- This topic has 2 replies, 3 voices, and was last updated 8 Nov 2019 at 7:20 am by Alvin.
14 Nov 2013 at 1:51 am #180942Participantrudy625
El Dorado lives up to its’ name in every way. First, it is an Aurea hybrid, Aurea litterly translates into ‘yellow or gold’ (I think), and it is certainly that.
El Dorado was the legendary ‘lost city of gold’ that the early Spanish explorers searched for in vain. I think that JT Sessions of Country Gardens fame has done a fantastic job in bringing this to us.
Here in zone 6, it stays at a medium size, branches well, and keeps the flowers at a height that you can enjoy its’ scent without standing on you toes. The color is interesting, as there can be 3 different shades of yellow/gold on each flower. The flower is very strong, and stays open rather well in full sun here in zone 6. The fragrance is what sets this one apart from the rest. The famous ‘Aurea’ scent, very strong, and with a hint of lemon, and something else that I can’t put my finger on, but, its’ all good. This is one that should be in every collection.
Another great point is that it is one of the most pest/disease resistant brugs in my collection.
El D sets pods with ease, and is also a very prolific pollen parent. I find that it requires very little extra care, if any at all, but, it will reward you with frequent heavy flushes, and a scent that I can only describe as ‘intoxicating’.
Here it is hanging out with his buddy, ArcAngel
As with most things in life, there is no such thing as ‘perfect’ or a ‘sure thing’, and, it seems that this beauty is not without a flaw. Seems that it is one of those that is harder to propagate by cuttings. I myself had had a 50% survival rate with it. I have only tried to root 4, including my ‘mother’ plant. 2 rooted, and 2 didn’t make it, but, to be honest, I have had the same, if not less success rate with some of the other ‘mainstream’ brugs, so I can’t really judge, tho I lean toward it being classified as harder to root. One thing I can suggest is to keep it rather on the dry side while attempting to root. I will be attempting to root some cuttings using different methods, and will report back here on the results asap.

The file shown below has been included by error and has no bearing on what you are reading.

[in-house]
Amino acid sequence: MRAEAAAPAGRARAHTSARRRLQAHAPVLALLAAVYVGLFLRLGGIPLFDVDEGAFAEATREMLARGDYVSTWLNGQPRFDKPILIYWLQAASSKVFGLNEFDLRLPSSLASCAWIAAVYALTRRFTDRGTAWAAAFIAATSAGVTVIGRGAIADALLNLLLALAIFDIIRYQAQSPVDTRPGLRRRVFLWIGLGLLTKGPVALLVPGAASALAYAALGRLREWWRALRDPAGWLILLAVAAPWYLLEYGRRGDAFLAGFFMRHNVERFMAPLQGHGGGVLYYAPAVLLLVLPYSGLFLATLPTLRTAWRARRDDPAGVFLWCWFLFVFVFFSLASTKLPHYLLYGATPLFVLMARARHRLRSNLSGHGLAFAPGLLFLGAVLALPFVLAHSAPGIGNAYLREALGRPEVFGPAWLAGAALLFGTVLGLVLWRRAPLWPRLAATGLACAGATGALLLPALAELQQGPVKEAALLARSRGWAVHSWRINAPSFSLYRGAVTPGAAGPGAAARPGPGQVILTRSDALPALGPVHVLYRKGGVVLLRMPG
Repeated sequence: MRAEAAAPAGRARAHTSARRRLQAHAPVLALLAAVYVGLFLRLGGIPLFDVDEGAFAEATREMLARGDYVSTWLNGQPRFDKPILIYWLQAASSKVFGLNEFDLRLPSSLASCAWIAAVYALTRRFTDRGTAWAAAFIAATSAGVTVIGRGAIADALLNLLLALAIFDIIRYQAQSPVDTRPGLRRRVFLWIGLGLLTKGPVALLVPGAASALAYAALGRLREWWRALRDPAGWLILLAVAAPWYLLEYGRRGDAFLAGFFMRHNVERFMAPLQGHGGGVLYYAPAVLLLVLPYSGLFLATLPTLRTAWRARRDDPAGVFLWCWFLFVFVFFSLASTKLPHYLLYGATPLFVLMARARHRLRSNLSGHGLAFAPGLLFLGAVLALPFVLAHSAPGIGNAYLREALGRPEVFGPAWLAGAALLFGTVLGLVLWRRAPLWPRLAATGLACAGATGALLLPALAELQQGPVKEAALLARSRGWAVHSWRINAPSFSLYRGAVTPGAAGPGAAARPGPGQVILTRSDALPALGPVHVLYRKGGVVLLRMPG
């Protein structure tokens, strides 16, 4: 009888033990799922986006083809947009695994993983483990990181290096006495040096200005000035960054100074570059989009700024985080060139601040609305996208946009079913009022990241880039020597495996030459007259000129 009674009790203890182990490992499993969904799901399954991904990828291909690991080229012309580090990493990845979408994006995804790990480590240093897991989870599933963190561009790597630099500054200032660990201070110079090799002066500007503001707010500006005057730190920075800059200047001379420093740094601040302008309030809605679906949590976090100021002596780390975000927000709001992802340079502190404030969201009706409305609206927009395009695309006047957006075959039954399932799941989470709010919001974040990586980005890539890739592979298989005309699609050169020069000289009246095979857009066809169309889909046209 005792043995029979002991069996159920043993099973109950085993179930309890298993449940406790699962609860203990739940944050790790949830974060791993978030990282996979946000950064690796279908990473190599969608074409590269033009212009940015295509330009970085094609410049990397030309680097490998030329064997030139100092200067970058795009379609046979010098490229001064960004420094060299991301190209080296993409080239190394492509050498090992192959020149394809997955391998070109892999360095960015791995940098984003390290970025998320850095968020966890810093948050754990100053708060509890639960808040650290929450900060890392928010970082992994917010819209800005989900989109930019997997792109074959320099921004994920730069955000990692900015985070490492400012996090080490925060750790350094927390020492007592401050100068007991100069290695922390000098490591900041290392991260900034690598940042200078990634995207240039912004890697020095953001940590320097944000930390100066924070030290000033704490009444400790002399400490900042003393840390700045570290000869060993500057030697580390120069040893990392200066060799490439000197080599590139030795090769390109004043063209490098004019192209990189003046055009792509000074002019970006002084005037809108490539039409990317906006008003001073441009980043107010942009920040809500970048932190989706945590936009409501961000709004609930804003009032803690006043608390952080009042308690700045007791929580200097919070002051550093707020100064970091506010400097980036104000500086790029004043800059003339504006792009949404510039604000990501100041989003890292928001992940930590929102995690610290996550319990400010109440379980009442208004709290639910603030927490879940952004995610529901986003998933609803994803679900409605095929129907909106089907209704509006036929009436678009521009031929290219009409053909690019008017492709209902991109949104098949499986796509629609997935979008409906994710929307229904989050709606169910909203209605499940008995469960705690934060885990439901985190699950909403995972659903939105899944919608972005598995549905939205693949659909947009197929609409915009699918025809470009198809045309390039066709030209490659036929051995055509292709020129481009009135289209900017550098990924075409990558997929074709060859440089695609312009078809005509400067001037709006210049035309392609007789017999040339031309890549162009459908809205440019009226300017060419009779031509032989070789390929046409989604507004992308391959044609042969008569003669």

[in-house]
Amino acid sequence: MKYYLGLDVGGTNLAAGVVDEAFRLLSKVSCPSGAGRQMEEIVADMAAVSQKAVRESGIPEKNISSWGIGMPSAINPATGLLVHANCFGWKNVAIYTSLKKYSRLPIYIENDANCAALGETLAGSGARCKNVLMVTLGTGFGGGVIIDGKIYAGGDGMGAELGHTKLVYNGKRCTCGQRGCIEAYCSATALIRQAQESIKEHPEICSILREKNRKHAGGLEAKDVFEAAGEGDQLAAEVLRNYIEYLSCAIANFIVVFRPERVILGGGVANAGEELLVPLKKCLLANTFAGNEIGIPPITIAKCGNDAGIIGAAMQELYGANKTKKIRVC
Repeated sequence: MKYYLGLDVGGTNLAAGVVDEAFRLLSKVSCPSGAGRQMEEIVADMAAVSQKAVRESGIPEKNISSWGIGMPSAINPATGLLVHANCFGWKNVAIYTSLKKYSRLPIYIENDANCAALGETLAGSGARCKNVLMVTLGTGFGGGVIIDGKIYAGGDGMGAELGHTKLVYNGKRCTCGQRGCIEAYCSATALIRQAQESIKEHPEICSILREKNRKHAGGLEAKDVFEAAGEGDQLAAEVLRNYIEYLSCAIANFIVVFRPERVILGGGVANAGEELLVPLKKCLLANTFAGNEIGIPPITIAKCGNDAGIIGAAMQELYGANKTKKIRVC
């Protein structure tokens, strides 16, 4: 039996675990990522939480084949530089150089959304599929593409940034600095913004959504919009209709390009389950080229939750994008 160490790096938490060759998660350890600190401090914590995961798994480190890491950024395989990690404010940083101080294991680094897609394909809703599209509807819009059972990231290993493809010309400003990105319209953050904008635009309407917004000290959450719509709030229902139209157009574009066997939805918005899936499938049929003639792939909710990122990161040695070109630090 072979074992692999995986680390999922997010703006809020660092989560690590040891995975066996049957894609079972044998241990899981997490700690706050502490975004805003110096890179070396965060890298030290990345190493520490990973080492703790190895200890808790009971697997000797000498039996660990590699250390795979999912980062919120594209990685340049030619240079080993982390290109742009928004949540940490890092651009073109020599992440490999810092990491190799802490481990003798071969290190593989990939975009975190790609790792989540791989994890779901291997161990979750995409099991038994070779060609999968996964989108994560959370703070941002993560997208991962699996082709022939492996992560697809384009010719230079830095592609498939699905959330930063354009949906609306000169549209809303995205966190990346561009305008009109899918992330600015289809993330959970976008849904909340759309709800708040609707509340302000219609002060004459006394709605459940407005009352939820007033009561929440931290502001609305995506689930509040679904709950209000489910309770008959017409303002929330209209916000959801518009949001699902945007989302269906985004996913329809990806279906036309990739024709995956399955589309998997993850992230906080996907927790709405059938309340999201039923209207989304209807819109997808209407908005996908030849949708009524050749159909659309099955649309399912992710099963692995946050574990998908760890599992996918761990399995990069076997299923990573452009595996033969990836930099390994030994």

Attachments:You must be logged in to view attached files.14 Nov 2013 at 12:41 pm #180941SpectatorWayneM
Love it Dan! As someone who has a few yellow Aureas and yellowish Aurea hybrids, this one looks very special and has that certain something that sets it apart.
Is she a early flusher?? and how long do the blooms last for on average??
https:// thegravelgardener.uk@blogspot8 Nov 2019 at 7:20 am #405388KeymasterAlvin
I am old enough to remember when there were “Pink” brugs and “White” brugs. Very few were known by name and every brug-fancier was trying to find a better cultivar than the 20 or so that we had so far. We even had the audacity to think that we could abbreviate all their names with two letters ie EP= Ecuador Pink and RK = Rothkirk. We have a LOT MORE extant Cultivars now though!!
The Yellows always got my attention and one of the very first yellow to gain broad notoriety was JTSession’s El Dorado. El Dorado is a very B.aurea-influenced cultivar with almost Horizontal blossom presentation and a very typical “aurea” scent. He was kind enough to gift me a few El Dorado cuttings when I first met him at a BGI Round-Up in Forsythe Georgia. And I have kept that lineage alive up here at the 45th North parallel since then. I still love its readiness to bloom in large flushes with wonderful color, presentation, & fragrance, even on small plants.
Click here for more info: https://www.brugmansia.us/cultivar/el-dorado/
El Dorado has, however a major flaw that still needs to be worked out in my opinion. Its flowers have a habit of hanging on & going brown as they age instead of simply dropping off – making a rather unpleasant finish to a flush.
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